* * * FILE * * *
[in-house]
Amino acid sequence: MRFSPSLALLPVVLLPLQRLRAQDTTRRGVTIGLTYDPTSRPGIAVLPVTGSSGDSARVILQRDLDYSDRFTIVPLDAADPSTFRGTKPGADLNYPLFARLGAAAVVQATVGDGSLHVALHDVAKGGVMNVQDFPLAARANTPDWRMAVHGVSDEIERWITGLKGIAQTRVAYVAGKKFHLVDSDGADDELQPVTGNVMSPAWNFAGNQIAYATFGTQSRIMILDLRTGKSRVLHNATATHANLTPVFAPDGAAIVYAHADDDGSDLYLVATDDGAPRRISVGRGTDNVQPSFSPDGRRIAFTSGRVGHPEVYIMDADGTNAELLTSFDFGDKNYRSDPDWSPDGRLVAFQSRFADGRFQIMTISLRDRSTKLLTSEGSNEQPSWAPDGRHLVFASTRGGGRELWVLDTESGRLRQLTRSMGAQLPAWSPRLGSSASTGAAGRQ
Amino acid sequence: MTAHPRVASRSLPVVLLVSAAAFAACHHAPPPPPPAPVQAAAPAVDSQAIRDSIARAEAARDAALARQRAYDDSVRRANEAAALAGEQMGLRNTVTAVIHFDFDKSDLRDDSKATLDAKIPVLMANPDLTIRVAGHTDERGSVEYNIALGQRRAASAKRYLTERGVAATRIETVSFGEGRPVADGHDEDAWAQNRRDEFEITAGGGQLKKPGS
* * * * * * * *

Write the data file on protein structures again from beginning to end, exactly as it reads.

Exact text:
[in-house]
Amino acid sequence: MRFSPSLALLPVVLLPLQRLRAQDTTRRGVTIGLTYDPTSRPGIAVLPVTGSSGDSARVILQRDLDYSDRFTIVPLDAADPSTFRGTKPGADLNYPLFARLGAAAVVQATVGDGSLHVALHDVAKGGVMNVQDFPLAARANTPDWRMAVHGVSDEIERWITGLKGIAQTRVAYVAGKKFHLVDSDGADDELQPVTGNVMSPAWNFAGNQIAYATFGTQSRIMILDLRTGKSRVLHNATATHANLTPVFAPDGAAIVYAHADDDGSDLYLVATDDGAPRRISVGRGTDNVQPSFSPDGRRIAFTSGRVGHPEVYIMDADGTNAELLTSFDFGDKNYRSDPDWSPDGRLVAFQSRFADGRFQIMTISLRDRSTKLLTSEGSNEQPSWAPDGRHLVFASTRGGGRELWVLDTESGRLRQLTRSMGAQLPAWSPRLGSSASTGAAGRQ
Amino acid sequence: MTAHPRVASRSLPVVLLVSAAAFAACHHAPPPPPPAPVQAAAPAVDSQAIRDSIARAEAARDAALARQRAYDDSVRRANEAAALAGEQMGLRNTVTAVIHFDFDKSDLRDDSKATLDAKIPVLMANPDLTIRVAGHTDERGSVEYNIALGQRRAASAKRYLTERGVAATRIETVSFGEGRPVADGHDEDAWAQNRRDEFEITAGGGQLKKPGS